Banning and other policies
There are different solutions from different parts of the world to deal with solar panel waste. For example, Victoria, Australia has officially banned solar panels from ending up in landfill. Its citizens must take the waste to e-waste drop off points to be recycled.
Moreover, under a new proposed recycling expansion program, Queenslanders will soon be banned from dumping solar panels in landfill in the next decade.
Now, taxing and banning the disposal of solar panels into landfills can be a hit-and-miss. In areas that lack policy or clear management on recycling solar panels, it can backfire.
According to Dr Deng, consumers and businesses can expect to pay between $10 to $20 per panel to recycle, plus any freight or removal fees. Dr Deng said, “If you have a system of 10 panels on your roof, you’re going to pay at least $200 to dispose of them.” This extra cost could be a massive deterrent to recycling and more of a reason to dispose of them in a landfill facility.
On the other hand, initiatives that promotes circular economy such as Australia’s Product Steward Scheme can potentially encourage PV recycling.
Dr Corkish suggested that with initiatives like these, everyone who imports, designs, produces, sells, and uses PV modules has a shared responsibility for reducing the environmental impact. This could incentivize manufacturers to invest in better PV recycling technology.
“There needs to a system in place where costs are recouped from the industry so that cost imposed on new modules can pay for the recycling of the old ones,” Dr Corkish said.
There’s a caveat, however. PV modules have long service life. And because they last up to 30 years, the companies who are currently active in the market were not necessarily the ones manufacturing the older panels on rooftops today.
What happened to recycling?
According to the British government, there are tens of millions of solar panels in the UK. However, there’s still not enough
But the specialist infrastructure to scrap and recycle them is lacking. It’s not just the lack of proper technology, there was just not much waste to process before. That is, until now, when there’s suddenly a boom of solar panel waste.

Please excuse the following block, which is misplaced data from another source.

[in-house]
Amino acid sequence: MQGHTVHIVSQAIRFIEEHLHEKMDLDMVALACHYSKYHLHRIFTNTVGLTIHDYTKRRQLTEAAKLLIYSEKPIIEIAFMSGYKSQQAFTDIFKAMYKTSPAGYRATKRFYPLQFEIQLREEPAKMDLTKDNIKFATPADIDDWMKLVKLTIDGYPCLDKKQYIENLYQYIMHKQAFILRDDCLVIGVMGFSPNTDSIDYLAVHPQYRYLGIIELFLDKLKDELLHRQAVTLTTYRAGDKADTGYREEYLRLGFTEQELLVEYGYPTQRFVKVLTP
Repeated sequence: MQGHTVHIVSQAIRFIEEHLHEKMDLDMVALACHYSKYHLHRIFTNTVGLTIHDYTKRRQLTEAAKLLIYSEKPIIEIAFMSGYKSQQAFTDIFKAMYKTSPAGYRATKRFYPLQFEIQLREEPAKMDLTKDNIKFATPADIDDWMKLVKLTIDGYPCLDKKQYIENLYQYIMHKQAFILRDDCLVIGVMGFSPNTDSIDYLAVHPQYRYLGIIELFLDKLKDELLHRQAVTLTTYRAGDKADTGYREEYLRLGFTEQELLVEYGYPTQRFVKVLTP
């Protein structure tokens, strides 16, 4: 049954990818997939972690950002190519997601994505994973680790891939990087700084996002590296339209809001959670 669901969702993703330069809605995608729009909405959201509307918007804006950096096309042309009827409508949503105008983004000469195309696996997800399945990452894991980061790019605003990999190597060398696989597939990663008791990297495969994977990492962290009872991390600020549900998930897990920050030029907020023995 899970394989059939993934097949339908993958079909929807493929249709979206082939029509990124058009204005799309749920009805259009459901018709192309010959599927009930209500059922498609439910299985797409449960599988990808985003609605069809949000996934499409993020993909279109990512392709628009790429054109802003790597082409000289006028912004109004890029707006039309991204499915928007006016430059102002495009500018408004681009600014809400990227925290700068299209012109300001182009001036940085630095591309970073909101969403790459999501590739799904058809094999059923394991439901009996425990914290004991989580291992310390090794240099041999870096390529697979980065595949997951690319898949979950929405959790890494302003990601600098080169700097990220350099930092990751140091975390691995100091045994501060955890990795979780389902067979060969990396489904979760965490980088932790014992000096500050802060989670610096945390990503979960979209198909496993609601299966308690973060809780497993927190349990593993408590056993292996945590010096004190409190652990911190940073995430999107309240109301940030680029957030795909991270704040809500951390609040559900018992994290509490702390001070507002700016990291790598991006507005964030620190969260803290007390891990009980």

Today, we can find better recycling technology. But, it’s expensive. Many still prefer crushing or shredding the waste—a far cheaper alternative.
Let’s put it this way: we’re still struggling with recycling plastic waste and dealing its pollution even though plastic has been around for over half of century. Then comes solar panel, which recycling is still very much in its infancy.
Therefore, “end-of-life PV systems will be a future environmental problem unless we address it now,” Dr Corkish said.
Will solar panels be unreliable in the future?
Despite the challenges now, I personally think that we shouldn’t be pessimistic about the future. For now, there are still efforts to further develop the recycling technology so that we can mitigate this waste problem in the future. Since humans have been developing technology at a much faster rate, I believe we’ll get there eventually.
And, it’s not like there’s no efforts at all. According to Dr Deng, some countries in Europe who are far ahead in terms of addressing the problem. “Countries in Europe have built the prototypes for separation technologies and have several pilot lines to test the feasibility. But most importantly, they have the motivation to do it,” Dr Deng said.
Nonetheless, I do agree with Dr Deng’s take on the scale of the potential waste problem. While not perfect, we do need to start recycling with the technology we have as of current.
“At some point, there will not be enough landfill to dispose of PV modules—nor will there be enough resources to build them. So, it’s imperative we find a sustainable solution to recycle them now.”